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  • Email subject lines: Love 'em or hate 'em

    By Valerie Bolden-Barrett How many emails do you get a day? How many have subject lines that instantly tell you what they’re about? If you’re like me, you get at least three dozen emails a day – more than you could possibly open and read in the time you have. And unless the subject line cuts to the chase by clearly stating the topic, you quickly delete it. When you're the sender, do you know what will likely make the receiver read your message? It’s probably a subject line that … · Has fewer than 10 words. · Relates to the receiver’s interests or expertise. · Avoids ambiguous words. · Never starts with “Breaking News.” Here’s why: · We’re busy people. We want to know instantly whether an email is worth reading. Wordy subject lines that bury the email’s topic make that harder to do. · Getting an email on how to buy a saddle is useless if you can’t ride a horse. · Ambiguity causes confusion, a major turn-off for email receivers. · “Breaking news” is breaking for the sender, not necessarily for the receiver. Here are examples of actual no-nonsense subject lines: 1. Your Whole Foods Market order has been cancelled 2. 11 uses for baking soda will change your life 3. The tax rules you need to know this year Actual turn-off subject lines read like this: 1. Almost 30,000 Bitcoin millionaires wiped in the last 3 months 2. [Company name} releases software updates providing operations managers with the ability to define, plan and deliver hybrid working 3. Join us for our press conference in person or virtually… What kinds of emails agitate you? Let me know what you think.

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  • Career Profile

    A freelance writer's journey ​ ContentCreation 2020© R emember those lectures from your high school English teacher on pronoun/antecedent agreement, misplaced modifiers and dangling participles? Well, the rules of good grammar still apply — especially in business, despite digital messaging and other communication technologies. ​ I’m glad I remembered those writing rules, because after earning a B.A. degree from Temple University, I became a seasoned content-creator in internal communication, public relations, media relations and public policy. And before I went solo as a freelance writer , I was an editor and, later, a senior editor of national business publications for two major publishers — Simon & Schuster and Aspen Publishers. Through my freelance writing platform, ContentCreation2020 , I help businesses showcase their unique product or service through articles, blogs, white papers, web copy and a host of writing and editing projects. I share my writing expertise with writers and nonwriters alike. And I strive to give my customers exceptional service, because they deserve no less. Cheers! Valerie Valerie Bolden-Barrett Business Writer & Content Specialist 860-856-9877 ​ ​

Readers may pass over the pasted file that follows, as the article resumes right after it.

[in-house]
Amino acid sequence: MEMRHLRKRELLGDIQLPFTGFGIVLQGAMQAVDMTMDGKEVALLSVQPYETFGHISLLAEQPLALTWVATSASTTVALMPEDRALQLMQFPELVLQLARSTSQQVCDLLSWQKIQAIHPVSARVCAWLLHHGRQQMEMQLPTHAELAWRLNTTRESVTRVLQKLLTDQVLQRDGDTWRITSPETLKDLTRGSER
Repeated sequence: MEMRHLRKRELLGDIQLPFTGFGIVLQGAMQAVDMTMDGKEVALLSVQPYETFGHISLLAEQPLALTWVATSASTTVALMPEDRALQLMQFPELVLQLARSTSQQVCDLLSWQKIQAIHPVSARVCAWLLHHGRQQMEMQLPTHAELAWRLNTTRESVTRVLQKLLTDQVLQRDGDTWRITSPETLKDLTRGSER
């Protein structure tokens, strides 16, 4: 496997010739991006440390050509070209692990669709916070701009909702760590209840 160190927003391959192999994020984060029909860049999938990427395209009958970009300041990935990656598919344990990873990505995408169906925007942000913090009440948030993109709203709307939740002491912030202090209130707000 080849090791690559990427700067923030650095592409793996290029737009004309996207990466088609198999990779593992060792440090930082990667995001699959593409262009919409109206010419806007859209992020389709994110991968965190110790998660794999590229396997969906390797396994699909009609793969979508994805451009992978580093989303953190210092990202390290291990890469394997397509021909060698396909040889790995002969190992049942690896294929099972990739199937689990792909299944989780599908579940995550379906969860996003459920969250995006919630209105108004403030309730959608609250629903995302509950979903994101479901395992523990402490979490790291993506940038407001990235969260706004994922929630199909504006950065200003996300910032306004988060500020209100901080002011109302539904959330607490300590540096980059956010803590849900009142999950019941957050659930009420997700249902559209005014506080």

• Portfolio | Mysite

    My writing portfolio... I ’ve written more than 6,000 published articles as a business journalist and contract writer in the last three years for national news and marketing websites. To read some of my articles, please click on the titles below: The keys to running an ethical organization ​ Can Small Businesses Require COVID Vaccines in the Workplace? ​ Self-Employed? Here's what it means Is Unstable Shift Scheduling Hurting Your Sales? The worst boss trait? Micromanaging ​ 5 essential drivers of effective business communication ​ 3 tips for keeping election season civil in the workplace ​ Why keeping employees in the loop is good for business ​ Sustainability: A people, planet and profit business strategy ​ How You Hired Last Year (and What That Says About You Now) ​ The Working Moms Report (White Paper) ​ How to Avoid Making Mistakes When Calculating Overtime ​ Time Theft: How SMBs Can Detect and Control It ​ ​ ​ ​ ​ ​ ​ Business promotions... Dental Webinar Promotion Holiday Gift Certificate Sales Letter I welcome your questions and comments. Call 860-856-9877 or send an email to: . ContentCreation 2020©

  • Writing Matters | Mysite

    Why writing matters... Writing is about integrity. Gathering information and checking facts are critical in earning readers' respect and trust (see my upcoming post “Ban Truth-twisting and Fact-fudging in Nonfiction Writing”). In fact, keeping your audiences engaged and well-informed should be your goal. ​ Effective writing is easy reading. Writing is more than knowing how to use commas and colons; it’s the art of making easy reading of complex facts, figures and data. ​ Words have power. This means knowing how to craft a message that works best for the audiences you want to reach and the tone you want to set. ​ Clear, precise writing gets results. It’s the formula for drafting articles, case studies, white papers and scripts that inform or enlighten your audiences and turn them into valued customers. ​ ​ ContentCreation 2020©

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